ATU 1091 wins settlement. Last week Amalgamated Transit Union Local 1091, which represents Capital Metro drivers and mechanics, announced a settlement of the National Labor Relations Board action against Travis Transit Management Inc., subcontractor of McDonald Transit Associates — CapMetro’s fixed-route management contractor. The union had filed an unfair labor practices complaint against TTMI, which assumed management in 2012, charging that TTMI unilaterally increased employee health care costs, cut retirement benefits, imposed a no-strike rule, and refused to hire Local 1091 President Jay Wyatt because of his union activities. The NLRB’s action initially sought $1.3 million in damages; under the settlement, TTMI will pay designated workers $665,000 in damages, and will publicly post notices at the workplace guaranteeing no further illegal actions and informing workers of their rights to organize. In a press release, Wyatt thanked the NLRB and called the settlement a vindication of workers’ rights and “a major victory for TTMI employees.”

It turns out the Wendy Davis campaign was embroiled in some pretty intense in-fighting (contrary to how they portrayed staff changes in the media), according to memos released to the Texas Tribune. “The campaign is in disarray and is in danger of being embarrassed,” Democratic operatives Peter Cari and Maura Dougherty wrote in a January memo addressed to Davis’ former campaign manager. “The level of dysfunction was understandable in July and August, when we had no infrastructure in place — but it doesn’t seem to be getting better.” The two also wrote that the Davis camp wasn’t doing Wendy justice by transforming her into a “generic Democrat” instead of a true Texan.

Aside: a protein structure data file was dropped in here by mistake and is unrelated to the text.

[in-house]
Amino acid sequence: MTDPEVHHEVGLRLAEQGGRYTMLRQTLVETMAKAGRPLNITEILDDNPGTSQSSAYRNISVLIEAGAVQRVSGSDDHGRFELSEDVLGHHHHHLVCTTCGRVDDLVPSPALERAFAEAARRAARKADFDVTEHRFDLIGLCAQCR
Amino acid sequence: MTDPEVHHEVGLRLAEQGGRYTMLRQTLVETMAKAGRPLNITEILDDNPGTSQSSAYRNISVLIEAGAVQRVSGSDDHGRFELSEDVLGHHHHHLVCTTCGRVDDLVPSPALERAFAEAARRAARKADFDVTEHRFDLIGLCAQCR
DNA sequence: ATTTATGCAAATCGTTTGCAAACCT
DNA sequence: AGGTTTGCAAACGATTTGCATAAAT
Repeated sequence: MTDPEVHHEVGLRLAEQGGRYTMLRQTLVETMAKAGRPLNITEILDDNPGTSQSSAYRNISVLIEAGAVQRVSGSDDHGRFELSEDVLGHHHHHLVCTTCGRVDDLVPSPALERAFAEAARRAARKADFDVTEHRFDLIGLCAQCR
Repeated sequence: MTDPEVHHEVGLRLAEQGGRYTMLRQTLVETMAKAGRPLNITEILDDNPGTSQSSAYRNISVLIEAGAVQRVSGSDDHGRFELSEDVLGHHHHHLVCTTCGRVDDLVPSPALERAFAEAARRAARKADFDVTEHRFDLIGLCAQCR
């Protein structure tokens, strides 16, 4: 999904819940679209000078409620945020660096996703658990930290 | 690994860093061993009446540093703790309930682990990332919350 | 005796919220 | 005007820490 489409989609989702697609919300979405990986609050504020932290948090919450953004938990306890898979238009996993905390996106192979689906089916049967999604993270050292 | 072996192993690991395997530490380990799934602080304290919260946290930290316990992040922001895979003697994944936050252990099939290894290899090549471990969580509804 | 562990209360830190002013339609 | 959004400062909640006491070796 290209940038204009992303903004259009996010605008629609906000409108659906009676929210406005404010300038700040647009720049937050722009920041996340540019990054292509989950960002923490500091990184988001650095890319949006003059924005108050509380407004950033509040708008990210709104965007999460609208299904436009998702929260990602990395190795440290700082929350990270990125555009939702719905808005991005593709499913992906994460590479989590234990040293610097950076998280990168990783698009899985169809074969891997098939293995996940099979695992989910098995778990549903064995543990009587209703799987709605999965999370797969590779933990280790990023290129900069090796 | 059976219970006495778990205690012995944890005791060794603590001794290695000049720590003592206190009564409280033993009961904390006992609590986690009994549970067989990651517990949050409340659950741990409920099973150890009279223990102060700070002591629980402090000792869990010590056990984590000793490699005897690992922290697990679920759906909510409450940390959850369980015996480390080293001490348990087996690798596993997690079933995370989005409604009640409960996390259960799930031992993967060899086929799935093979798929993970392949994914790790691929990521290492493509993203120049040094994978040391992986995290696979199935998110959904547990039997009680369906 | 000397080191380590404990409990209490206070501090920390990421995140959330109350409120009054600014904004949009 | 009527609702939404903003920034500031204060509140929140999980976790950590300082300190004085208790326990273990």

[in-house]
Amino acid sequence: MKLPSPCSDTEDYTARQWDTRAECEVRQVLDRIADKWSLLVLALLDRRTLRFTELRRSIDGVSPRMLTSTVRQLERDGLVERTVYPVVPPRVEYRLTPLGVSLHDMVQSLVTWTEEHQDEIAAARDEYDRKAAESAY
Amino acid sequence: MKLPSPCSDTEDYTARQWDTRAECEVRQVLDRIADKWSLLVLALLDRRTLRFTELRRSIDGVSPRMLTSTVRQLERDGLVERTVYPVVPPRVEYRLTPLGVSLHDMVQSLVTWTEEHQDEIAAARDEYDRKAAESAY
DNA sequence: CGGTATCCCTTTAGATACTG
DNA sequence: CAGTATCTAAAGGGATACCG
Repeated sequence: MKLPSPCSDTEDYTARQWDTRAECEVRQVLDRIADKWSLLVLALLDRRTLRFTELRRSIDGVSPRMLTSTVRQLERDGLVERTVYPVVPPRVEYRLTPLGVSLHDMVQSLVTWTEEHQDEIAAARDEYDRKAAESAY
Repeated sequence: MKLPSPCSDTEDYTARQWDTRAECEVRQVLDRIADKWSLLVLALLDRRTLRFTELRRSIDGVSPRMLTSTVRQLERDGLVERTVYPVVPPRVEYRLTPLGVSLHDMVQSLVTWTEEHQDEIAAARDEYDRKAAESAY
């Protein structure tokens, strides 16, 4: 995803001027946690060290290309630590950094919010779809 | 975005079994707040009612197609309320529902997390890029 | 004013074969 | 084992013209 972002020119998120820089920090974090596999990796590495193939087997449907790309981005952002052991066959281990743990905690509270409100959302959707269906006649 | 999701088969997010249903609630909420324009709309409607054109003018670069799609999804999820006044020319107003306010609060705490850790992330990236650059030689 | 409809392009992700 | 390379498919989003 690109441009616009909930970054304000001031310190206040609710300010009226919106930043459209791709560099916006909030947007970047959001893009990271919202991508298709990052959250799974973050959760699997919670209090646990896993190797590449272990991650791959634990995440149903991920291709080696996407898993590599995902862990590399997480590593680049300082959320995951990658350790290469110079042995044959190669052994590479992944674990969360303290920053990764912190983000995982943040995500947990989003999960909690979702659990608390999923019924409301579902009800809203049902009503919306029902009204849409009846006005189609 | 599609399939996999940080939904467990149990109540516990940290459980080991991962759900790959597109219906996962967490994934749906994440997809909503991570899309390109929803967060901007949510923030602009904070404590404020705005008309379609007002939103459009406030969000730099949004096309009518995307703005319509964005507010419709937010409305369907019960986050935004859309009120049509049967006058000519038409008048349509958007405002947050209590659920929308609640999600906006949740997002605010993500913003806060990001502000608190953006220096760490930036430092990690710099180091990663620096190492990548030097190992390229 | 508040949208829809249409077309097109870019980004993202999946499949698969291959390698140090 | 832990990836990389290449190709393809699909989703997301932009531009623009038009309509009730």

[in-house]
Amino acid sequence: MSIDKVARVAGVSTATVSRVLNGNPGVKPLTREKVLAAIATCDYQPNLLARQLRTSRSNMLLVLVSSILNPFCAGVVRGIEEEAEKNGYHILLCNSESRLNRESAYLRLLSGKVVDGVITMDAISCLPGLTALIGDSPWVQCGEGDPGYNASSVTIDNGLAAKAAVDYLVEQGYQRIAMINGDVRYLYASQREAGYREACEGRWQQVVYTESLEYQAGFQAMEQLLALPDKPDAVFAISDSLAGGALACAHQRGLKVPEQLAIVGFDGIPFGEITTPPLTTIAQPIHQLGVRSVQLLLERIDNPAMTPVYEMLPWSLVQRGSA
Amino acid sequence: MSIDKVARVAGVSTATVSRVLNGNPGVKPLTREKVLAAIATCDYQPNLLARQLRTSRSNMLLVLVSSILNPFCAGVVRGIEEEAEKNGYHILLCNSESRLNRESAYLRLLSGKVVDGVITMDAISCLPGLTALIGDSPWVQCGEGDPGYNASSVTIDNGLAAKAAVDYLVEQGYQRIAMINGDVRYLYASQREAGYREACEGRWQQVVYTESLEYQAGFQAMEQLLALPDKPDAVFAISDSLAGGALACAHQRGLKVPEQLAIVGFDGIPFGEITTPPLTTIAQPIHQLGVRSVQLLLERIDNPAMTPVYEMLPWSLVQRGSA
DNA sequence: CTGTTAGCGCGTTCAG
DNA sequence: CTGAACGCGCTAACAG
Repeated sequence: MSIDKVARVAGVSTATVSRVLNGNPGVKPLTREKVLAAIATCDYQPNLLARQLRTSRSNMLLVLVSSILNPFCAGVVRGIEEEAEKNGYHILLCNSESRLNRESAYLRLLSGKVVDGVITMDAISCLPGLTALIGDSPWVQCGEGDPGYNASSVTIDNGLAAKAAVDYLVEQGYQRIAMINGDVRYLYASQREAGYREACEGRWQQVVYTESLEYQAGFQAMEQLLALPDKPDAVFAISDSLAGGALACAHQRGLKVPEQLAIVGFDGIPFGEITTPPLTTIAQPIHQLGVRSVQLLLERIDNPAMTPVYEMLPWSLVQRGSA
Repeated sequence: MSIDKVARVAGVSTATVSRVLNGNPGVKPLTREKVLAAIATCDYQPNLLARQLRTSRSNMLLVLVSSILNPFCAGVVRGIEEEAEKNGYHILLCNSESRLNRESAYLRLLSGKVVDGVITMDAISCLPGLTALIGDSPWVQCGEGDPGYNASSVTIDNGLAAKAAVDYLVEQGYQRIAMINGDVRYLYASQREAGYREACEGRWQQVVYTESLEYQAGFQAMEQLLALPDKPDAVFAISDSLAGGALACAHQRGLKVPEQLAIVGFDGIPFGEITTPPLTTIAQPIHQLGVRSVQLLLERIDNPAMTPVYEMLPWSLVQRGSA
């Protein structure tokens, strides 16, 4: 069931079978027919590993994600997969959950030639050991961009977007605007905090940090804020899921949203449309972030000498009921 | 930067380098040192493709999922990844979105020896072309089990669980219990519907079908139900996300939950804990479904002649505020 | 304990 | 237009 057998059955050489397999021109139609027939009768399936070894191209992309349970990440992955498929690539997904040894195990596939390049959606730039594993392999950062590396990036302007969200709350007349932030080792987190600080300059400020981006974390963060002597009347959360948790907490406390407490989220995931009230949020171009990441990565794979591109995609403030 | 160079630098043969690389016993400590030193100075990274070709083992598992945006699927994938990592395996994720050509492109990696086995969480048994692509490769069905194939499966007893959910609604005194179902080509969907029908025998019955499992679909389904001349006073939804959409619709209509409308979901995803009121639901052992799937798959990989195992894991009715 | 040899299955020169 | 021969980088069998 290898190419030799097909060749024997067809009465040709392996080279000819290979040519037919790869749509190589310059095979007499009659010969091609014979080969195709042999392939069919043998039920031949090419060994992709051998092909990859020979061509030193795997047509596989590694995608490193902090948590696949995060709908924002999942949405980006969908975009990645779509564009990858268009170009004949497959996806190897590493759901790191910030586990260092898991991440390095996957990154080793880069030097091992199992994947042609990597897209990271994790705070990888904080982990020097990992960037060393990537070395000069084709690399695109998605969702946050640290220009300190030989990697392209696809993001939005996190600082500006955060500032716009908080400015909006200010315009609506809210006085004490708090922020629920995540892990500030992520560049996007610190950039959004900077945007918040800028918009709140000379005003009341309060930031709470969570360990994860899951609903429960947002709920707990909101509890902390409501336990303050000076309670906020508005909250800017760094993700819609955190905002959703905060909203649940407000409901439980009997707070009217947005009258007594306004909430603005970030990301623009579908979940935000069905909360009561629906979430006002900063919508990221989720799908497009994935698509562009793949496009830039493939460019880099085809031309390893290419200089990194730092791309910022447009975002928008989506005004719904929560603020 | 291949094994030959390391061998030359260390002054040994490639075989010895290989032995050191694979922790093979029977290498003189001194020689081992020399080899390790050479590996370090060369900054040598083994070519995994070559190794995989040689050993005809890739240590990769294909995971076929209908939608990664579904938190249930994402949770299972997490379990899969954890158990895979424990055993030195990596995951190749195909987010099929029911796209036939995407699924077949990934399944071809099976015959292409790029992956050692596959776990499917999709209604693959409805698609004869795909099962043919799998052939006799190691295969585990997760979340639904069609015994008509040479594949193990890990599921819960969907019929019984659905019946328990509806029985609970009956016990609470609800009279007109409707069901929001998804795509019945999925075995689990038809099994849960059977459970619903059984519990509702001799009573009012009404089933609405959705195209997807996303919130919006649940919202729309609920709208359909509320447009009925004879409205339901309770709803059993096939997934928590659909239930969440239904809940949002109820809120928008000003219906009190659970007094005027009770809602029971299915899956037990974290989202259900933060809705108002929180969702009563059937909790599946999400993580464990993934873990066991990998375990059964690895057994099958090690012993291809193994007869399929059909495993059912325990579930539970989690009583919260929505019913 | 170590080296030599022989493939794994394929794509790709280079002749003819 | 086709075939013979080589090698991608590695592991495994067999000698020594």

In the flurry of bills filed ahead of the 84th legislative session, state Sen. Donna Campbell, R-New Braunfels, offered up a resolution earlier this week that seeks to add a constitutional amendment protecting “religious freedom.” (“Government may not burden an individual’s or religious organization’s freedom of religion or right to act or refuse to act in a manner motivated by a sincerely held religious belief unless the government proves that the burden is in furtherance of a compelling governmental interest and is the least restrictive means of furthering that interest,” Senate Joint Resolution 10 reads.) That didn’t go over too well with LGBT activists who see the legislation as a thinly disguised maneuver to discriminate against gay, lesbian, bisexual, and transgender residents. Thankfully for allies and advocates, a similar resolution by Campbell, filed in 2013, washed away in committee.

Last week in The Intercept, Chronicle alum Jordan Smith took a look at the progress of an ethics complaint against 5th Circuit Judge Edith Jones, alleging that she "made a host of improper and racist statements that ... violated her duty to be impartial and damaged public confidence in the judiciary." A panel of judges tasked with reviewing the complaint found that "[s]ince no one actually recorded her speech ... there was no way to prove that Jones actually said any of the things she’s alleged to have said — even though some of the statements did indeed violate federal judicial ethics rules." The ruling has been appealed, but, as Smith writes, "[t]here is no timeline for the appeal to be considered."